Kris's Reviews > Cardboard: A Woman Left for Dead

Cardboard by Fiona Place
Rate this book
Clear rating

by
3139252
's review
May 19, 10

Read from April 12 to May 09, 2010

The best descriptive I can give 'Cardboard: A woman left for dead' is different. Fiona Place does a fantastic job creating an air of confusion and dissociation for her main character; so much so that it took me several chapters to adapt to her writing style. I realise that Place wanted to ensure that the reader understood that one of the underlying factors associated with anorexia is the person's inability to relate to others and accept change or things they feel are out of their control. However, as a reader I was sometimes confused as to whether an event was currently happening, had happened in her mind five or ten minutes ago, or if the mental conversation had occurred years ago. I sometimes found myself wishing it were a little less confused.
I did find myself enjoying the prose that the main character either wrote in her journal or thought to her self. It reminded me of the soliloquies from Shakespeare to a certain extent.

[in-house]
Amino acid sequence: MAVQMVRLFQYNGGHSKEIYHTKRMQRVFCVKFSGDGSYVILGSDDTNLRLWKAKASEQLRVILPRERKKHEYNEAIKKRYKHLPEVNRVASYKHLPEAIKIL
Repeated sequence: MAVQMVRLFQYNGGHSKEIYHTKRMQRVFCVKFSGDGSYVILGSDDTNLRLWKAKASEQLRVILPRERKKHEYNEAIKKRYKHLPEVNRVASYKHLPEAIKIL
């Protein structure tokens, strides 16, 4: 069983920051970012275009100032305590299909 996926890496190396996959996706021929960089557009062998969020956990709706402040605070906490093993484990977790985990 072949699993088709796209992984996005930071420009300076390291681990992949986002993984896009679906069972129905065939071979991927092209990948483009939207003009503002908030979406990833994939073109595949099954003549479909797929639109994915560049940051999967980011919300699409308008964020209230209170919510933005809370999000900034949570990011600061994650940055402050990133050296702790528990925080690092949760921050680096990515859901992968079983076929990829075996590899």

As a whole I did enjoy the book. 'Cardboard' definitely gave me a different outlook about anorexia and it left me with a lot to think about. There were aspects of the book that frustrated me, but I found that it was those sections that I would think about after reading.
I would recommend the book, but I would caution that it is not an easy or fast read, so give yourself time before you begin.
1 like · likeflag

Sign into Goodreads to see if any of your friends have read Cardboard.
sign in »

Reading Progress

04/12/2010 page 55
14.71% "Interesting. The poetry asides are different. Once you get used to them they complement the story quite well."

Comments (showing 1-1 of 1) (1 new)

dateDown_arrow    newest »

message 1: by Fiona (new) - added it

Fiona Thanks for the review - I can understand fully where you are coming from - controlling the confusion was a tricky affair to say the least - to have the character confused without confusing the reader as well was technically quite a feat - and no doubt I sometimes erred one way or the other!


back to top